1. Yvette RosserABSTRACT and PAPER: "India: Rewriting History in the Headlines."
  2. Tara SethiaABSTRACT and PAPER (rev. 7/24/02): "Representation of Jainism and Buddhism in Indian History Textbooks."
  3. Ian Whicher ABSTRACT and PAPER (rev. 9/10/02): "Countering World Negation: The World Affirming and Integrative Dimension of Classical Yoga."
  4. Ashok AklujkarABSTRACT: " 'If India doesn't have it, too bad; if India has it, so much the worse': the tale of social theory in Indian tradition."
  5. Laurie PattonABSTRACT and PAPER (new 8/22/02): "Samvada as a Literary and Philosophical Genre: An Overlooked Model for Public Debate and Conflict Resolution."

Day 2 – History

(A) Fighting the Wrong: Challenging the Common Misportrayals of Indian History and Society

  1. TS Rukmani NEW ABSTRACT and NEW PAPER: "Dynamics of Being and Becoming in Hindu Thought: A Hermeneutic Exercise."
  2. Christian WedemeyerABSTRACT: "Historiography of 'Them' and Historiography of 'Us': India, Narrative Archetypes, and the Very Idea of a 'Global Renaissance'"
  3. Richard KingABSTRACT and PAPER: "Cartographies of the Imagination: The Discourse of 'Religion' and the Mapping of Indic Traditions After Colonialism."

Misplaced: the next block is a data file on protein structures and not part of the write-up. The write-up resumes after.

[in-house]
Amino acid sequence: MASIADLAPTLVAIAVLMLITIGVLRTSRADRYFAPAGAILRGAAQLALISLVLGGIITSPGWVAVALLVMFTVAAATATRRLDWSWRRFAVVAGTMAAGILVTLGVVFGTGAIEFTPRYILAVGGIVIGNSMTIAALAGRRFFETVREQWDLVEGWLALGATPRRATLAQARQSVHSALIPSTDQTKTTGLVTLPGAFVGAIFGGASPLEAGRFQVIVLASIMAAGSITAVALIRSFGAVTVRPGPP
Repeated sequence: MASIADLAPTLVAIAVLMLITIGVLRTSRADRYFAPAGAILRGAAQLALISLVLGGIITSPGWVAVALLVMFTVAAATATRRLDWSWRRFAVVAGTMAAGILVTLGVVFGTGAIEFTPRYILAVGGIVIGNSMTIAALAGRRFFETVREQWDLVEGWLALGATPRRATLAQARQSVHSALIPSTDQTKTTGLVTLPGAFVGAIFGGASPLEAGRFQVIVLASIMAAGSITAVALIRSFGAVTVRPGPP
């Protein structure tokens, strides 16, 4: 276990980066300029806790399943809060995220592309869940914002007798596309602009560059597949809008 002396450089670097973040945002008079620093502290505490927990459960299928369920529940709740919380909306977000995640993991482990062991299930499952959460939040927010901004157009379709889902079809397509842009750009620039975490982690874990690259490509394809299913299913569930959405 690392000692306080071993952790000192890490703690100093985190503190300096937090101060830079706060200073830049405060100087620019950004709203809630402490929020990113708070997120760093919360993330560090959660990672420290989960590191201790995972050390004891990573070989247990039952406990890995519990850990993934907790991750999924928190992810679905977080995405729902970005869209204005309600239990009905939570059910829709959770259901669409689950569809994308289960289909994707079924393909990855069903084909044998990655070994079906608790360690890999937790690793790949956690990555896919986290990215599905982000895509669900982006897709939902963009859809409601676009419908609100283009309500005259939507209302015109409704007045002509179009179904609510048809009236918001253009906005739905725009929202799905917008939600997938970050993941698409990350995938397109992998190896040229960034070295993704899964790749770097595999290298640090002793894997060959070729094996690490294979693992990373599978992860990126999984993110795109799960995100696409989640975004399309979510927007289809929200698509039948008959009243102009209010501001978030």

4. David GrayABSTRACT and PAPER: "Blinded By The Light Of 'World History' – Re-Centering India In The Mandala Of Eurasian Civilizations."
  5. Bob Thurman – Integration of Hindu/ Buddhist/Jain/Sikh traditions.

(B) Presenting the Right: Indian Contributions that are Seldom Acknowledged

  1. Roddam NarasimhaABSTRACT and PAPER: "Some thoughts on the Indian half of the Needham question."
  2. Kapil KapoorABSTRACT and PAPER: "Loss, Recovery and Renewal of Texts in India's Tradition."
  3. Cleo KearnsABSTRACT and PAPER: "Indic Traditions, American Literature and the Third Point of View."
  4. D. P. Agrawal ABSTRACT and PAPER: "An Indocentric Corrective to History of Science."
Ryuichi Abe Indic Contributions to East Asia.
[Gary Tubb(Prof. Tubb can not attend) Indic influence on European linguistics, literature, culture.]

Day 3 – Indic Outer Knowledge Systems

(A) Logic, Language, Philosophy

Engage the West through: comparative analyses, historical influence flows, and future cross-fertilization possibilities. Not to present an “expose” of the Indic theory in isolation by itself.